We all know that to truly celebrate the wedding properly, it's all about the hats, right? Throughout the weddings of the past, every hat that has been on display has been scrutinized, ranked, and copied by people all over the world. And this Royal Wedding is no different! While I'm getting my hat game on point, I thought it would a great opportunity to feature a Q & A session with a milliner and award-winning hat designer, Tanya from The Hat Block.
I’ve been looking at the world in technicolor ever since I was a little redhead growing up in England and also Venezuela. From a young age, I was creative and crafty, always finding scissors to make exciting adjustments on clothes and shoes. I really wanted to be a clothing designer, but I tried out design on a smaller scale first with a single Millinery class at the Fashion Institute of Technology in NYC. From then on I was hooked.
From people watching; from colors that are all around me. I'll see a gorgeous shade of red somewhere and immediately envision a hat design that embodies the color and texture of that red. Mostly though, I get inspired while working with different materials, in the midst of forming and shaping them, seeing what they can become.
Firstly, it's helpful to think that hats aren't only reserved for special occasions. The British royal family wears hats for absolutely every occasion! I often tell my customers to think of a hat as any other accessory, like a sparkly brooch, dazzling earrings, or a statement handbag. The key is to find a hat style that you feel both comfortable and utterly confident in, always taking into account your personal style.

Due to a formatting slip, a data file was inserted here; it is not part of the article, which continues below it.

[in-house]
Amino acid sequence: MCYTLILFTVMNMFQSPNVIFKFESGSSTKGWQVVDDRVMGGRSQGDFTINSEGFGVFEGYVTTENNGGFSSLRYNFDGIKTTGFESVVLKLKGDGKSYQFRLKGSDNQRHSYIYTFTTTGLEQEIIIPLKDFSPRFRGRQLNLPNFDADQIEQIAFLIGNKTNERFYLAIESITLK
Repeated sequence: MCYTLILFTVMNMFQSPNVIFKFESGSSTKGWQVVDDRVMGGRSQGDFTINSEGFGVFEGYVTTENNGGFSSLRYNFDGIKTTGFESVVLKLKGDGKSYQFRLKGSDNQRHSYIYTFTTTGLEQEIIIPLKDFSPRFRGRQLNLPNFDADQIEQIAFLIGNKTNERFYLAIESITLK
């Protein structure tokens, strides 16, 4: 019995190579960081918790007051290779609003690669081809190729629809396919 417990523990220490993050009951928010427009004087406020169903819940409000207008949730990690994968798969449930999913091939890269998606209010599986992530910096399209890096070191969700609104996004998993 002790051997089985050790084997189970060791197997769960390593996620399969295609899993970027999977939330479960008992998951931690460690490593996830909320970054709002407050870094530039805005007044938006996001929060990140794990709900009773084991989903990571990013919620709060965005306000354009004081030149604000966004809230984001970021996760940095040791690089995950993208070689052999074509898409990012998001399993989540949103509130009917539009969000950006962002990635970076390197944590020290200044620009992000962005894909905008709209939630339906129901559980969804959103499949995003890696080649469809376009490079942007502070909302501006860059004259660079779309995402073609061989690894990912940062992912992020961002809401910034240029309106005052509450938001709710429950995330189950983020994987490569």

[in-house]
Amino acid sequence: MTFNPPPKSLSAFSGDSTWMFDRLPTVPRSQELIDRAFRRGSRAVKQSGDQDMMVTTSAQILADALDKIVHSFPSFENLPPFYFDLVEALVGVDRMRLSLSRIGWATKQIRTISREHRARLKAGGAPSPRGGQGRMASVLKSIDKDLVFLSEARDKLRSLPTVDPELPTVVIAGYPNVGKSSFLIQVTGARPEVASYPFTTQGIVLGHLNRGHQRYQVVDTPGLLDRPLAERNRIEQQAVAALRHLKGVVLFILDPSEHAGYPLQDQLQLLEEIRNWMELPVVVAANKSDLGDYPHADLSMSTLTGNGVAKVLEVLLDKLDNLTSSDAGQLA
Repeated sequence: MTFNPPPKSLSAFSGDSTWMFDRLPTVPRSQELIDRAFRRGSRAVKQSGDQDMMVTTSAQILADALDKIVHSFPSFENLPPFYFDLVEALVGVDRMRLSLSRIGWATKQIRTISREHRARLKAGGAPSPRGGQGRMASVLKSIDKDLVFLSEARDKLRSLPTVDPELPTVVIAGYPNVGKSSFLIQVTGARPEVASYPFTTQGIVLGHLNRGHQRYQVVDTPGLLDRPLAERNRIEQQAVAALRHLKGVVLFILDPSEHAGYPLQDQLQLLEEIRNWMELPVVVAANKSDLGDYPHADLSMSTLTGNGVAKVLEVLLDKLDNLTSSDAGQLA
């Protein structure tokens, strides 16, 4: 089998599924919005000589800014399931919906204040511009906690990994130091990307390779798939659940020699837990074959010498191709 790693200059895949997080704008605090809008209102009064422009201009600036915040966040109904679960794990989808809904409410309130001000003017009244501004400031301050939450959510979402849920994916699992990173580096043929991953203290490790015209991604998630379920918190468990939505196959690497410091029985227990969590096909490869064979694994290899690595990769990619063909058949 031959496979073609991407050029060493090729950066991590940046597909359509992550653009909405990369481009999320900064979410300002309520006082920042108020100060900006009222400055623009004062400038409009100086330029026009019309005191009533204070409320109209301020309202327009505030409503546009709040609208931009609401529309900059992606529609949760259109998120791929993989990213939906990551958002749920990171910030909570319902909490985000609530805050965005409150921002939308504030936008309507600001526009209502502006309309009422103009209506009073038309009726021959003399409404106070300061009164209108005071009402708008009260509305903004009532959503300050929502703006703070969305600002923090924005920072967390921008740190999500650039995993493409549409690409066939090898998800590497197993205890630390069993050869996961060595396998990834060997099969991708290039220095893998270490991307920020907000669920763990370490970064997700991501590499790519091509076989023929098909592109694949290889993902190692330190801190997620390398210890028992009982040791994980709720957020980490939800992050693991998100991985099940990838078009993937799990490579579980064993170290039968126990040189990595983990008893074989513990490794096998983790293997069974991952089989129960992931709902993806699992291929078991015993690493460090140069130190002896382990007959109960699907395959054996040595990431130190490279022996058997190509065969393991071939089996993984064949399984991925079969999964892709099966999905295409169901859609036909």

I do! It's a hand-made navy fedora in the softest felt, with a brown vintage leather band that I made two winters ago. It was originally meant as a hand-sculpting exercise, but I liked it so much that I kept it for myself.
Creating a felt or straw hat/headpiece from beginning to end is very labor intensive. It takes many hand hours and involves several steps which include: Blocking (shaping and forming) the raw material over a wooden hat block by pulling and stretching the material with steam; pinning and tying the edges, drying the blocked material, sewing a wire into the edge; hand-sewing a headsize ribbon into the crown, more hand shaping to achieve your preferred hat style, and sewing your carefully selected trims onto the finished hat. A headpiece requires fewer steps but makes up for it in the hours it takes to carefully hand-form the headpiece base into the shape you want.
My website is the best place to start - www.thehatblock.com. We are constantly adding new styles to the site, as well as updating our Block Party page with more favorite images and inspirations. I also have an Instagram account @thehatblock where you can see some of my style inspirations and latest projects, as well as a Facebook page - The Hat Block. I can be reached anytime via email: firstname.lastname@example.org.
Ah, my favorite royal wedding dress has to be Princess Diana's, because I absolutely loved all those creamy layers of ivory silk taffeta.
Such great information from someone who truly loves and enjoys the beauty of hats! Do you have a favorite hat that you've seen before or do you have one that you plan on wearing while watching the Royal Wedding?